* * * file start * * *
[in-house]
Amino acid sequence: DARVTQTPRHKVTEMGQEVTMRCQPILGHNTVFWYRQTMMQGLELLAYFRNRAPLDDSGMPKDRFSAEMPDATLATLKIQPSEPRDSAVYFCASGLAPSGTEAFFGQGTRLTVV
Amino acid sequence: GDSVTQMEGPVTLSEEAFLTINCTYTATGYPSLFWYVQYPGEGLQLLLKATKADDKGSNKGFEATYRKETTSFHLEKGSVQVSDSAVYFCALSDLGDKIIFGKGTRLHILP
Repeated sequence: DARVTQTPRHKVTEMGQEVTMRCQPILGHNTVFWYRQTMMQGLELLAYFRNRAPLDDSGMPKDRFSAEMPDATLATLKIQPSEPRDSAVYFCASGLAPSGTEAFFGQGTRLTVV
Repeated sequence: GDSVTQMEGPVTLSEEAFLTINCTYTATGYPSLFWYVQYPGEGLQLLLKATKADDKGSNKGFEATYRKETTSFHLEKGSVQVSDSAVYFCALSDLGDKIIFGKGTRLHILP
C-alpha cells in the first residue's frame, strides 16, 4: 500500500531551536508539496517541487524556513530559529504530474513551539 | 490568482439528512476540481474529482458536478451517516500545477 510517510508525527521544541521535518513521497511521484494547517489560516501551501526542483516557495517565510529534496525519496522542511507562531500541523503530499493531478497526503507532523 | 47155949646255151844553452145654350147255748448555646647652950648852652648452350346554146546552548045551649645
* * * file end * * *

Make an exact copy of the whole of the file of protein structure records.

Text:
[in-house]
Amino acid sequence: DARVTQTPRHKVTEMGQEVTMRCQPILGHNTVFWYRQTMMQGLELLAYFRNRAPLDDSGMPKDRFSAEMPDATLATLKIQPSEPRDSAVYFCASGLAPSGTEAFFGQGTRLTVV
Amino acid sequence: GDSVTQMEGPVTLSEEAFLTINCTYTATGYPSLFWYVQYPGEGLQLLLKATKADDKGSNKGFEATYRKETTSFHLEKGSVQVSDSAVYFCALSDLGDKIIFGKGTRLHILP
Repeated sequence: DARVTQTPRHKVTEMGQEVTMRCQPILGHNTVFWYRQTMMQGLELLAYFRNRAPLDDSGMPKDRFSAEMPDATLATLKIQPSEPRDSAVYFCASGLAPSGTEAFFGQGTRLTVV
Repeated sequence: GDSVTQMEGPVTLSEEAFLTINCTYTATGYPSLFWYVQYPGEGLQLLLKATKADDKGSNKGFEATYRKETTSFHLEKGSVQVSDSAVYFCALSDLGDKIIFGKGTRLHILP
C-alpha cells in the first residue's frame, strides 16, 4: 500500500531551536508539496517541487524556513530559529504530474513551539 | 490568482439528512476540481474529482458536478451517516500545477 510517510508525527521544541521535518513521497511521484494547517489560516501551501526542483516557495517565510529534496525519496522542511507562531500541523503530499493531478497526503507532523 | 47155949646255151844553452145654350147255748448555646647652950648852652648452350346554146546552548045551649645